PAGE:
China to lower annual property tax as part of effort to boost housing sales

Beijing and Shanghai will be exempted from the measures designed to spur home purchases

PUBLISHED : Friday, 19 February, 2016, 7:41pm
UPDATED : Friday, 19 February, 2016, 7:41pm

China will lower property taxes from Monday in an effort to spur demand in an oversupplied housing market.

The latest measure comes just two weeks after China’s central bank said is would reduce the minimum down payment for first-time homebuyers to 20 per cent in most cities, the lowest level since 2008.

In the latest action, the Ministry of Finance said on Friday that buyers of homes for use as their primary or secondary home the deed tax rate will be reduced to 1 per cent. The tax cut will only apply to home under 90 square metres. For larger homes, the annual deed tax rate is 1.5 per cent for first home and 2 per cent for second home.

Most of the tax adjustment will not apply to Beijing and Shanghai where home prices remain elevated.

“This will bring direct benefits to home buyers,” said Long Bin, Chief Marketing Research Analyst at property consultancy Hopefluent.“Especially for those budget conscious first-time buyers.”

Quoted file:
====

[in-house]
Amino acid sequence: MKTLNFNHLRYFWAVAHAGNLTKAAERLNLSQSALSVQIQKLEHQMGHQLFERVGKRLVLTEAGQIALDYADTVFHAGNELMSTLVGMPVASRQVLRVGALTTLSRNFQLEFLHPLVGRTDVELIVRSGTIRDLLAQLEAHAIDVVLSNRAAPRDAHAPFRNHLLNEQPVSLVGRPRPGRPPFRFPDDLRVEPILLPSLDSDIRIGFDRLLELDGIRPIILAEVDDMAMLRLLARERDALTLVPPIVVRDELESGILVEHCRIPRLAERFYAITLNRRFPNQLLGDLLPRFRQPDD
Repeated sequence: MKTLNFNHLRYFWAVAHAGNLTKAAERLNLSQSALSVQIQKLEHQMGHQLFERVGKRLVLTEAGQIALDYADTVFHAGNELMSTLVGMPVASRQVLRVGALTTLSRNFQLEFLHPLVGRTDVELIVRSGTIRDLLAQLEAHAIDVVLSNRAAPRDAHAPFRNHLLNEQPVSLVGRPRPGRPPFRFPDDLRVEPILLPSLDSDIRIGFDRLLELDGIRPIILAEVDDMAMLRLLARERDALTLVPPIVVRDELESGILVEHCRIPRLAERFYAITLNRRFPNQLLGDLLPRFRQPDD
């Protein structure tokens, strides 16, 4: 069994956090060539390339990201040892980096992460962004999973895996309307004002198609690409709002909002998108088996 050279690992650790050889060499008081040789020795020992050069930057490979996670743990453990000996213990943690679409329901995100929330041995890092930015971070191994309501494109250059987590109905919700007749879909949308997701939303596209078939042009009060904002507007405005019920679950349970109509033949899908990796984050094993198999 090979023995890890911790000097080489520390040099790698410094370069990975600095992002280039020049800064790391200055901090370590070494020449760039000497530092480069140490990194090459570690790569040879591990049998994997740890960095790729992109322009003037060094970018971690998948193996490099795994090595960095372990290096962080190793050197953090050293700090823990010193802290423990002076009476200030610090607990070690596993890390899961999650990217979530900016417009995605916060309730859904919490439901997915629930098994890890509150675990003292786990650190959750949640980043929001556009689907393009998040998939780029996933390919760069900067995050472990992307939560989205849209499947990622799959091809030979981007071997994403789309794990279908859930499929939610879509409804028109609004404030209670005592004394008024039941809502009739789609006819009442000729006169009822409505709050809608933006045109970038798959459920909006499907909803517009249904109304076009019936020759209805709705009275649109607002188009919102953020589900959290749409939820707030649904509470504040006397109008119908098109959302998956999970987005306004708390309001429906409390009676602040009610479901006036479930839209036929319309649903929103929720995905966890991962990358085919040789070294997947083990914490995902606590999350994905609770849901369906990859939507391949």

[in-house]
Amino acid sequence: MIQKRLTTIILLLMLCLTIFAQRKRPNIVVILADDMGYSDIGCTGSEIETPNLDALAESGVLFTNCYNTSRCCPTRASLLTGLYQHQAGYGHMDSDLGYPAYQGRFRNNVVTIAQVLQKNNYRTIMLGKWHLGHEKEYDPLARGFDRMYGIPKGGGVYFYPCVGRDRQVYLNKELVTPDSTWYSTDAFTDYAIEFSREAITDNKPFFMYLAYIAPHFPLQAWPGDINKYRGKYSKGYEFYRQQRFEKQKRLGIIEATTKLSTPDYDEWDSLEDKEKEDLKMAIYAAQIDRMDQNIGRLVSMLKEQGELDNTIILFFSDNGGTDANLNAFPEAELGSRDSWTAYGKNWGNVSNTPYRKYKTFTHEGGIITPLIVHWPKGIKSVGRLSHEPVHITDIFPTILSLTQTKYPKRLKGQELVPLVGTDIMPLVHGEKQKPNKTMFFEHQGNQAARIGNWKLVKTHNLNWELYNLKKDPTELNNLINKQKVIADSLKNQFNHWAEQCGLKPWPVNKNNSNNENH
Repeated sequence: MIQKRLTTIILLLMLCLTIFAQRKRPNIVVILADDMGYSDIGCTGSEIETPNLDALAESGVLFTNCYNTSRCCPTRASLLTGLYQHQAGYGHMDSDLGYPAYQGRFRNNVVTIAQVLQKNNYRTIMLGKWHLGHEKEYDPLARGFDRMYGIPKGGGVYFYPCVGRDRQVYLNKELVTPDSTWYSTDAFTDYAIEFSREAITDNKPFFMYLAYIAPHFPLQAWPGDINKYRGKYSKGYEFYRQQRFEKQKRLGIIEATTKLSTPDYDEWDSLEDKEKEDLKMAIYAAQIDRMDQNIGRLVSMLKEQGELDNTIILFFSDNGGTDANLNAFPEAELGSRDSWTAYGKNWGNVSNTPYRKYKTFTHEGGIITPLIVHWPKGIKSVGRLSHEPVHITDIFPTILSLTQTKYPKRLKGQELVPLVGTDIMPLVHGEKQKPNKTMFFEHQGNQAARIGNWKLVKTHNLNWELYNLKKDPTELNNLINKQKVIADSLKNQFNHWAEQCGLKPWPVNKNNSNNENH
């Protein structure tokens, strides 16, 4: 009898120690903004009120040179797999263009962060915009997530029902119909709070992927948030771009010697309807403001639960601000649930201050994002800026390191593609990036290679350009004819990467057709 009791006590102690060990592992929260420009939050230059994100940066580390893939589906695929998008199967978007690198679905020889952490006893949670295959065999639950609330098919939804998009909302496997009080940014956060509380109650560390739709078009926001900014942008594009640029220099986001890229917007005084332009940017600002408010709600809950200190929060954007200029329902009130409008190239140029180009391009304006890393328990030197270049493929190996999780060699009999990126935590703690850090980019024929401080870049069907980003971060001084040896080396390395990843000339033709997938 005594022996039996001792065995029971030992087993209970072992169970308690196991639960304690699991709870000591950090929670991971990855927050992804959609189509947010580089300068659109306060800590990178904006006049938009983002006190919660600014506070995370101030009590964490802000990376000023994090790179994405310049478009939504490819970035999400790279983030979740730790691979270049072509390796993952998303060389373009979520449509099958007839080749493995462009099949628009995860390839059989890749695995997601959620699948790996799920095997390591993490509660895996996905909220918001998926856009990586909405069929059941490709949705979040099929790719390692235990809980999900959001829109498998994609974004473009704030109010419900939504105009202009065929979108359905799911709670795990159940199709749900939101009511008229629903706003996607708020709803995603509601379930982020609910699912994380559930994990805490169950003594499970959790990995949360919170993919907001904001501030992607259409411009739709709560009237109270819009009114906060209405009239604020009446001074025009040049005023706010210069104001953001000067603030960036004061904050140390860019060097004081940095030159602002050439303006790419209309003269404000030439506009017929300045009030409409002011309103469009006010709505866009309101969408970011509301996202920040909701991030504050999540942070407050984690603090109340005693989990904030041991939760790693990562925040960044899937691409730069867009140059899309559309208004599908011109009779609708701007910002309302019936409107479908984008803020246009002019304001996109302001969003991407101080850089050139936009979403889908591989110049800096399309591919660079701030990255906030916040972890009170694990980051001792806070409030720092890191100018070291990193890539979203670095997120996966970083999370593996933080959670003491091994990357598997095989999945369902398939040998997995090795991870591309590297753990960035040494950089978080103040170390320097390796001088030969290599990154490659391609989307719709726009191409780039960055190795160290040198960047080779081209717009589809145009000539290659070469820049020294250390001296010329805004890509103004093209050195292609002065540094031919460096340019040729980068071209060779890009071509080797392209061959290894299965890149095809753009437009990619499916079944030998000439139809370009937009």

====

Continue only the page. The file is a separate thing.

Long said the measures will have a positive effect on the market when taken in context as a package of other recent policy support to the housing market.

David Hong, head of research at China Real Estate Information Corp said the tax cut will mostly benefit those who want to buy larger homes, as in most cities, buyers already enjoy reduced tax rate for homes under 90 square meters.

Earlier this week, the PBOC said it would raise the deposit rates for its housing provident fund, attracting more funds into the government-subsidised lending facility. The fund acts a saving programme that enable employees and employers to set aside part of their monthly wages for use as mortgage deposits.

The Chinese government has sped up measures to prop up the housing market amid a weakened economy. President Xi Jinping said he would redouble efforts to reduce unsold homes across China, especially in smaller cities glutted with oversupply.

More than fifty local city governments have already started providing purchase subsidies to homebuyers, and more easing policies are expected to be rolled out after the annual session of National People’s Congress (NPC) next month, including a further cut to interest rates and banks’ reserve requirement ratios.

“There will be increasing policy support to the property market this year to reduce inventory and stimulate the property investment,” Long said.

China’s property investment growth slowed to 1 per cent last year, the weakest since 1998.